Hi Trisha, without seeing the dough/final bagels it's hard to guess what went wrong. It's possible the dough is under proofed (you can do a quick test to check this--place the bagel in a bowl of cold water and if it floats it's fully proved, and if it sinks then it's not done proofing yet). It's also possible that it's over proofed, and in this case it tends to lose some its tension and spreads and comes out flatter. You can decrease the proofing times a bit to compensate.

When you make the dough do you measure by weight or volume? Does the dough feel sticky and is it easier to shape or is it a bit drier and harder to shape (if you roll it to shape how easy do the ends stick together)? You may need to adjust the water, use a bit less if your dough is wetter or a bit more if it comes out dry. A wet dough prooves a bit faster and might not hold its shape as well, ending up flatter during the boil and bake. Dry dough can take longer to prove.

So as you can see there are a lot of factors when it comes to baking! I'd suggest using the recipe as a starting point and making small adjustments to get the height you're looking for. Hope my tips help!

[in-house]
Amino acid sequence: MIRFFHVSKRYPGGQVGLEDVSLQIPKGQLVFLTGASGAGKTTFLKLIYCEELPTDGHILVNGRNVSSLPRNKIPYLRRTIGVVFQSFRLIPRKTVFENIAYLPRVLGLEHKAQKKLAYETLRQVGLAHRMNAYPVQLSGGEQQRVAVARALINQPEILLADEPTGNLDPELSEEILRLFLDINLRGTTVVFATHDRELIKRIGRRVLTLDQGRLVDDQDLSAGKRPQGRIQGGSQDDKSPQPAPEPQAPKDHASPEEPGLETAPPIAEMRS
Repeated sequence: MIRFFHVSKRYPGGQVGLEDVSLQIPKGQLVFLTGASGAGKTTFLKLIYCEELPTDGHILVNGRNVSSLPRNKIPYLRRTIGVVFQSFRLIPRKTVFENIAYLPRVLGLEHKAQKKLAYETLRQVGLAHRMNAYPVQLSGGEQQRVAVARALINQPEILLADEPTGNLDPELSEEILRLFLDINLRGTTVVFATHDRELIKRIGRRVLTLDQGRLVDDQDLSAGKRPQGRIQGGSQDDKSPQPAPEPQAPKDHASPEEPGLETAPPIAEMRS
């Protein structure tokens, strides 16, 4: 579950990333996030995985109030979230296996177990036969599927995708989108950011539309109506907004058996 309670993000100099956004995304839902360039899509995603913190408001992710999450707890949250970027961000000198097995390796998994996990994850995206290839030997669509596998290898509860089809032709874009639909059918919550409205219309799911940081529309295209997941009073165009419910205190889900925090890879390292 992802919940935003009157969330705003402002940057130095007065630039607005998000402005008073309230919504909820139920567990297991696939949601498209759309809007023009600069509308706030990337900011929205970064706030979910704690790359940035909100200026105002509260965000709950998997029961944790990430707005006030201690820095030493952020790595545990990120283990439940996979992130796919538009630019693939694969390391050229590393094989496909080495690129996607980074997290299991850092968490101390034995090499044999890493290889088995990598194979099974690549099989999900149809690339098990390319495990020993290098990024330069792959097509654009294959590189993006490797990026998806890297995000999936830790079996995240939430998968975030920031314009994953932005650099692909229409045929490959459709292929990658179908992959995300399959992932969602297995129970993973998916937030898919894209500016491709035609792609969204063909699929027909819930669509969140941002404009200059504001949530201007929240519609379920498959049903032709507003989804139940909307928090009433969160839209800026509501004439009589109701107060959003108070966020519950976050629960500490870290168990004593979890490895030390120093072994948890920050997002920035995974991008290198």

DJ

Saturday 1st of August 2020

These are very good bagels.

For those the have trouble finding bread flour you can use vital wheat gluten(VWG), VTW can be found in most chain grocery stores. This makes it possible to have excellent results with AP flour. I even use it with bread flour since it's my opinion bagels work even better with high gulten flour which runs around 14.2% protein. Bread four runs around 12-13%, AP around 10-11%. The formula for caculating how much VWG you need is as follows, make sure you use paretheses as shown: ((target protein percent) - (source flour protein percent))*(flour amount)/(VWG protein percent - source flour protein percent). If you want to be very precise take total flour minus the amount of VWG

DJ

Saturday 1st of August 2020

To follow up, for measuring small amounts a jewlers scale works well, ~$12 on Amazon. Mine measures to a 100th of a gram, granted a bit overkill.